Technically Speaking: File Sharing with OneDrive and Teams

Welcome back for the third of three installments in the OneDrive saga. In Part 1, we talked about all that OneDrive allows you to do with file storage and access. Part 2 told you how to find OneDrive on your computer and start using it for personal file storage. Now, let’s talk about how you can leverage OneDrive (and other Office applications) to share your files with other users.

The first way is something you’re probably already familiar with—email attachments. Just like with files on your computer’s hard drive or a shared network drive, you can attach files stored on OneDrive to emails. Just click on Attach File in the email you’re composing, browse to your OneDrive and select a file to attach.  But look—there’s more you can do now! Instead of just attaching a copy of the file, you now have the option to share a link. Like the description implies, sharing a link to the file on your OneDrive lets recipients make changes to the file and see any revisions you or anyone else makes to it!

This eliminates version control, the process by which a user tracks and manages changes to a document. No longer will you have to merge changes made by multiple users into one document.  No longer will you have to keep track of four copies of the same file that all have bizarre names like this:

Is that the final copy? Or the final final copy? Who has time for that? Now, everyone can just make changes to the file on your OneDrive. Oh, and those changes? They’re saved automatically. 

What’s more, like we talked about in Part 1, multiple users can work with the same file simultaneously. This not only lets everyone see the most recent changes in real time, but also prevents the dreaded:

Ugh—I HATE that message! Now there are going to be two versions! Merge changes later sounds harder than taking the One Ring up Mt. Doom; and I don’t want to do this later! But you know what? You and I might never have to see it again if we play our cards right.

When sharing links by email, the default security setting is that anyone who is a Children’s user (or member of another approved domain such as unmc.edu, nebraskamed.com, or catholichealth.net) and recipient of the email can make changes to the shared file. Clicking on the arrow on the right side of the file tile opens a menu that allows you to change permissions.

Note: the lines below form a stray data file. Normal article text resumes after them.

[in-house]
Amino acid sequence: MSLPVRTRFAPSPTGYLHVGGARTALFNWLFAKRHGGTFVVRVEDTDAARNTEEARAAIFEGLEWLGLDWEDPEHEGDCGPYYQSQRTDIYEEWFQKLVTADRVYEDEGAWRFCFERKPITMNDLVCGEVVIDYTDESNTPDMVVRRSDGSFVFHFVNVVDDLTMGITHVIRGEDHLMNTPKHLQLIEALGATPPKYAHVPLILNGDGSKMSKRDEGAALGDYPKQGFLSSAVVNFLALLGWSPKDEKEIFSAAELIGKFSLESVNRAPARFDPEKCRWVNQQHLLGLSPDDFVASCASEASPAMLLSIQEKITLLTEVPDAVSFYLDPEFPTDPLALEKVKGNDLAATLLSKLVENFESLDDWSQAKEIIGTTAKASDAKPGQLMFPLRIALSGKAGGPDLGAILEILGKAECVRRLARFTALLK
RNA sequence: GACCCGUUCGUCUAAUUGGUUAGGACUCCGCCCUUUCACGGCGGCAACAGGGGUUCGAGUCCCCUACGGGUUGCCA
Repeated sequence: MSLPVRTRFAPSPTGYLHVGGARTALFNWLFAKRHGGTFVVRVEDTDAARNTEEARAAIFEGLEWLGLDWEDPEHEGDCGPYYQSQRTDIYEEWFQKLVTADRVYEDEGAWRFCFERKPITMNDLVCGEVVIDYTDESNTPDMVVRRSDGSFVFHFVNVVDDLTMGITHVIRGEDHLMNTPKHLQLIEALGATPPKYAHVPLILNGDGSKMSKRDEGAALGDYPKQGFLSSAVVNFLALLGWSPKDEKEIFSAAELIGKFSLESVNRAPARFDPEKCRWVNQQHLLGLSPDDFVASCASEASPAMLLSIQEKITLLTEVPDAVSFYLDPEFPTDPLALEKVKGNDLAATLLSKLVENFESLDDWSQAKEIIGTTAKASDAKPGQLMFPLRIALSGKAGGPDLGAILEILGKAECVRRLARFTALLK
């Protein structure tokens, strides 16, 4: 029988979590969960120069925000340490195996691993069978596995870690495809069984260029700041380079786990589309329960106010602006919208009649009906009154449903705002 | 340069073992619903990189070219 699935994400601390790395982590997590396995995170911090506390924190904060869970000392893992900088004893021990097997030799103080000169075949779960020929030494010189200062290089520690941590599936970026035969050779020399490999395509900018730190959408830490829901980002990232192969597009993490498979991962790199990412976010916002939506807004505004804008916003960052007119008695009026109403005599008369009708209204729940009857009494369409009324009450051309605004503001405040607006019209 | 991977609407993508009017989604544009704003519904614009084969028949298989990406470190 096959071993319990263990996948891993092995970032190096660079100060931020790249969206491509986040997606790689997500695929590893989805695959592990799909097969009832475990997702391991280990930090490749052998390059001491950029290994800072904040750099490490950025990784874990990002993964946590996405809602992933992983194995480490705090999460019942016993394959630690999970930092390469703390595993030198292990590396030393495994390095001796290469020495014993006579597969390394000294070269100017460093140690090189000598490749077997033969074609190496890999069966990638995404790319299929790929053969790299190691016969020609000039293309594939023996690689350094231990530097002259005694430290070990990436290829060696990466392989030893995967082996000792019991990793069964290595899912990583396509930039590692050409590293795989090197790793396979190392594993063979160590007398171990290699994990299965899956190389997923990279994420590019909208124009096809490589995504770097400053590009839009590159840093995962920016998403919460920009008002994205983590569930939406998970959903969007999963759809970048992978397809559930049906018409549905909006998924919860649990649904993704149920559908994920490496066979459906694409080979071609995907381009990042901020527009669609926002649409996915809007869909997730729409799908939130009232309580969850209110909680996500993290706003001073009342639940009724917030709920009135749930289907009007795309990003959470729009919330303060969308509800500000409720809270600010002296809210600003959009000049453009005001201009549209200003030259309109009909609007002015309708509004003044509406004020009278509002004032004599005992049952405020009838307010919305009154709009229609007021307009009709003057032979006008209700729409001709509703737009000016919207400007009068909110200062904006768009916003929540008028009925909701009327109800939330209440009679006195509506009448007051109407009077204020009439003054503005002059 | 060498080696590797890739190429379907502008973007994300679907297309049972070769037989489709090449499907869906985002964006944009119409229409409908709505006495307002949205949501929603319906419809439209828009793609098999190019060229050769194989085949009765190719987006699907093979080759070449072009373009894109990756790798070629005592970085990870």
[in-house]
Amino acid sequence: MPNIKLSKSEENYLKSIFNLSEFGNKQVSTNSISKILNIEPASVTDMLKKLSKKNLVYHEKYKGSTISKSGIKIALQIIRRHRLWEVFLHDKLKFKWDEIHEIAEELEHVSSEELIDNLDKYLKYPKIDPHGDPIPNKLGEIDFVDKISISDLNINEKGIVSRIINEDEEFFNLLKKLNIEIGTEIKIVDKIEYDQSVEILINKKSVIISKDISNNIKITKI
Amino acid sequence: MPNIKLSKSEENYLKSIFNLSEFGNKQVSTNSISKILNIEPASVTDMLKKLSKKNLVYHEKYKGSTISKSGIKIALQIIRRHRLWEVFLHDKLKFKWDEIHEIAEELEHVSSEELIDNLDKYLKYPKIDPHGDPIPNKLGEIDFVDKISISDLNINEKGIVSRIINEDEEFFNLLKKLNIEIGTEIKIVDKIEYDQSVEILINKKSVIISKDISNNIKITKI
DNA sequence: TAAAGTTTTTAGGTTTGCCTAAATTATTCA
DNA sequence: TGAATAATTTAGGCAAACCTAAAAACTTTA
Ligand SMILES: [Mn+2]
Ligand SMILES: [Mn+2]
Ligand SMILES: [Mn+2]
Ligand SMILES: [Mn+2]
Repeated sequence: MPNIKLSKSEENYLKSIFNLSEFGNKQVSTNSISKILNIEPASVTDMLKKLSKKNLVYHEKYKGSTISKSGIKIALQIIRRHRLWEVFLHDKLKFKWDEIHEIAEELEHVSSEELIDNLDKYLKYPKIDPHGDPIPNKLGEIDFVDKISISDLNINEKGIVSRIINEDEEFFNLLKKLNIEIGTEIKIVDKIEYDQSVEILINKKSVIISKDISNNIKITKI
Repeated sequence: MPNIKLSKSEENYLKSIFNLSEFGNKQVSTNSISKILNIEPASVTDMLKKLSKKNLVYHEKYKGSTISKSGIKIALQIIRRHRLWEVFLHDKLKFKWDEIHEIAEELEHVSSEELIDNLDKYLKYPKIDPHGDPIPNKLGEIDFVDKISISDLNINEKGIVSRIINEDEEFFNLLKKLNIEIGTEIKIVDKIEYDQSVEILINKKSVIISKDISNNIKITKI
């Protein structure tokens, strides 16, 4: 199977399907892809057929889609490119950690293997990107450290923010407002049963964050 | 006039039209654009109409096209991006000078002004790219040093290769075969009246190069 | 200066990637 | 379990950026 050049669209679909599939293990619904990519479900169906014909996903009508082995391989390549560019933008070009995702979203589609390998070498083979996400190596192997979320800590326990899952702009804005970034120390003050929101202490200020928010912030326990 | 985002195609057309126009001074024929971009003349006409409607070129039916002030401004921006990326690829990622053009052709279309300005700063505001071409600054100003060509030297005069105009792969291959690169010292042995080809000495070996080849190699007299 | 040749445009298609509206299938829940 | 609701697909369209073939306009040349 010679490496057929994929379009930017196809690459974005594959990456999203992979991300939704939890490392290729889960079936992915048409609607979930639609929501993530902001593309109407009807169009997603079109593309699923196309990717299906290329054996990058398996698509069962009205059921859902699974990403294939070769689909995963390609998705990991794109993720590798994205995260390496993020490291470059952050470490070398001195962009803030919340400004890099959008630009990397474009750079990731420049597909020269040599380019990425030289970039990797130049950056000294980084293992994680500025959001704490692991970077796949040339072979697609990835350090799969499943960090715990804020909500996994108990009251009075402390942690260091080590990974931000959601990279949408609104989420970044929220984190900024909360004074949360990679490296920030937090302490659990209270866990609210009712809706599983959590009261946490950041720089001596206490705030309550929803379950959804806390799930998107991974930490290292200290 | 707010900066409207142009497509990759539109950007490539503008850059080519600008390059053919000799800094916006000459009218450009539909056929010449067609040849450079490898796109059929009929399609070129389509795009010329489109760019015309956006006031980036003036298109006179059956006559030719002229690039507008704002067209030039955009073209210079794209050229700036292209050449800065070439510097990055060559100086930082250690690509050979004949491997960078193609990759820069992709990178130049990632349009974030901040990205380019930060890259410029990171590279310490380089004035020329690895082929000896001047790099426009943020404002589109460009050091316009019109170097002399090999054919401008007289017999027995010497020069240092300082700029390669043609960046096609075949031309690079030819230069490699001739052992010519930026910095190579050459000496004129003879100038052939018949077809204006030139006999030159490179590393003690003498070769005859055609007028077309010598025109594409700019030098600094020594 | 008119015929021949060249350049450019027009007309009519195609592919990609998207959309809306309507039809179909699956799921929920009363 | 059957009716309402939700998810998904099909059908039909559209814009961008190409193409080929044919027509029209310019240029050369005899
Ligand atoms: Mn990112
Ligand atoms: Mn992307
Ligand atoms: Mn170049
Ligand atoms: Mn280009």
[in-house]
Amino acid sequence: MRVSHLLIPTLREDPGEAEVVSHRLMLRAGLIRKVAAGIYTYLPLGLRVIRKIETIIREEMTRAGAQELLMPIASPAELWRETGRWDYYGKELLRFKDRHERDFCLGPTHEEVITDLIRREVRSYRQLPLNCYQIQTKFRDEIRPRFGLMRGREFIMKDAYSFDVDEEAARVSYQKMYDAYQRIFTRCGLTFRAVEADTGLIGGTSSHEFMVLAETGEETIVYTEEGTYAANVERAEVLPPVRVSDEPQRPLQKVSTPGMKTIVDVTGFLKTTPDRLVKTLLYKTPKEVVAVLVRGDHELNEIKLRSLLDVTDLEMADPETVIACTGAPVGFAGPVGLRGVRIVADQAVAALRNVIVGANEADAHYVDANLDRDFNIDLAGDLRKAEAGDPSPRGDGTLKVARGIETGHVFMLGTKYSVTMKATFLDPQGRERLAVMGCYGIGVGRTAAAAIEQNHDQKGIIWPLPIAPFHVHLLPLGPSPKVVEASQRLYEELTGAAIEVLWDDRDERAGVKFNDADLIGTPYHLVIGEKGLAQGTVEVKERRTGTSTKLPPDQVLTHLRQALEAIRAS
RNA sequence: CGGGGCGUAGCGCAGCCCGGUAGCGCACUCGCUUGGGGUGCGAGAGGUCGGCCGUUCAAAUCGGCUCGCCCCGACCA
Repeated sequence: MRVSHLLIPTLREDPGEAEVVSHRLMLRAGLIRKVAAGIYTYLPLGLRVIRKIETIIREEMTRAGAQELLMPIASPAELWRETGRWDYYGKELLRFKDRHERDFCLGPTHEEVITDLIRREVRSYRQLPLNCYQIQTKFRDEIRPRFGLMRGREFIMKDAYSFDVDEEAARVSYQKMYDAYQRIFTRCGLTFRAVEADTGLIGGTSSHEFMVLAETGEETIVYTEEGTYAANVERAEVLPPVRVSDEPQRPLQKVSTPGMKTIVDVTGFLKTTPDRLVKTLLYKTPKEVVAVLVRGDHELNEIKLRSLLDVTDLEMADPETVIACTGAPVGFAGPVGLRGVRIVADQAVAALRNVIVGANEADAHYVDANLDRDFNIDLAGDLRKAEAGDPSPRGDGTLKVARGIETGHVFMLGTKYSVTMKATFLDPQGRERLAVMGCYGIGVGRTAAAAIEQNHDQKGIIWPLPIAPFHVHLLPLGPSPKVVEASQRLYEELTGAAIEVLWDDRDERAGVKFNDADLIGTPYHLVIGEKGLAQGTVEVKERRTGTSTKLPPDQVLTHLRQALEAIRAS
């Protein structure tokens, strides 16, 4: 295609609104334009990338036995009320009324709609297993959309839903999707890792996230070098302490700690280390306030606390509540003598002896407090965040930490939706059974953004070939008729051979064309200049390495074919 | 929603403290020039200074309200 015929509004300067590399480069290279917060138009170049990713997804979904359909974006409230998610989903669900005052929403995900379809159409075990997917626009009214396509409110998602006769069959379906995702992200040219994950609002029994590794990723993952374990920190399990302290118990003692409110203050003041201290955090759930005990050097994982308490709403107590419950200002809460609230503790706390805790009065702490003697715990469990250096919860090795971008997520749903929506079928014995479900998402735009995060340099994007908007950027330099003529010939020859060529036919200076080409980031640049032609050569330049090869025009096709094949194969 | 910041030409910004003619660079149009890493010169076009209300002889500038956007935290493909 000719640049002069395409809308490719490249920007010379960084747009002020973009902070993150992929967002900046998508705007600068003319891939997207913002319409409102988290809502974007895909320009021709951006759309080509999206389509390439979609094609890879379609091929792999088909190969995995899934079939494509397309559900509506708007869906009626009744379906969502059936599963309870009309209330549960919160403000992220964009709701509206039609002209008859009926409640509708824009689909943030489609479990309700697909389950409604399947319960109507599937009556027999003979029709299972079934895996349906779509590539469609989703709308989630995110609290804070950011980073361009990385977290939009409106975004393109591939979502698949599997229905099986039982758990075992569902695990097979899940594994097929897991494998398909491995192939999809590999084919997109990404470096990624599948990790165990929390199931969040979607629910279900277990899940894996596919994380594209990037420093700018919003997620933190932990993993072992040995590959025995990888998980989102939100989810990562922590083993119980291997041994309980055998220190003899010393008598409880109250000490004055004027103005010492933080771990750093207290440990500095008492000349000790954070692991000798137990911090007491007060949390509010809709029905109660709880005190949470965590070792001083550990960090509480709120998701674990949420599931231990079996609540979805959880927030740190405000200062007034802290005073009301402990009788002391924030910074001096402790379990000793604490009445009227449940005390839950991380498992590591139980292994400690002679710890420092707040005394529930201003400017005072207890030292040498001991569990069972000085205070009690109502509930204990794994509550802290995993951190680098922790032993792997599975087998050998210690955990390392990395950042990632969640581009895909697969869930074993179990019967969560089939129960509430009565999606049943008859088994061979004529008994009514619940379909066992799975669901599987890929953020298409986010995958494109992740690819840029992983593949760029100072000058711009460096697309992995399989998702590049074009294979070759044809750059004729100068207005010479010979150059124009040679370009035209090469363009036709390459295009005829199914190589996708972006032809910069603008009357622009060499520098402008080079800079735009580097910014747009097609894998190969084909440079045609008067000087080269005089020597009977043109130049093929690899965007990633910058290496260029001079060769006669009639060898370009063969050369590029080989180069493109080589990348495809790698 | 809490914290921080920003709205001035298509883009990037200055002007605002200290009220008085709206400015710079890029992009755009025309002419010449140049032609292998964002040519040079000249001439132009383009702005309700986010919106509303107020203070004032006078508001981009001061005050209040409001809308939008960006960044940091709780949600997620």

Whew! Still with me? Good. Because there’s more. So far, we’ve just covered file sharing in Outlook, but you can do something similar in Teams as well! Let’s jump into the time machine and head back to May of 2021 when we talked about file sharing in Teams. Here’s a screen shot of my Technology Leadership Team Teams site:

As you can see, I’m currently in the Files tab. If I click Upload, I can share files with my team, either from my computer or (you guessed it) my OneDrive space. You can also share files in Teams chat, but if you do, please remember that they will not be visible there for longer than 30 days! As a reminder, if you’d like us to create a Team for your group, you can submit a request through the MyServiceCenter portal (snowflake icon on your desktop or Quick Link on the myChildren’s intranet home page).

Last, we now have a more definitive rollout schedule:

  • A – C – Jan. 17
  • D – H – Jan. 18
  • I – M – Jan. 19
  • N – R – Jan. 20
  • S – Z – Jan. 21

That’s really all there is to it. I hope you enjoy using OneDrive as much as I do. Granted, I’m a huge nerd, but I really think it eliminates lots of document management headaches. If you have problems getting OneDrive set up or using it, or if you’d like to request approval for another email domain for file sharing, please submit a support ticket (see above MyServiceCenter process) or call the Helpdesk at 402-955-6700.

Happy New Year, and thanks for all you do!

Stephen Dolter, M.D., CMIO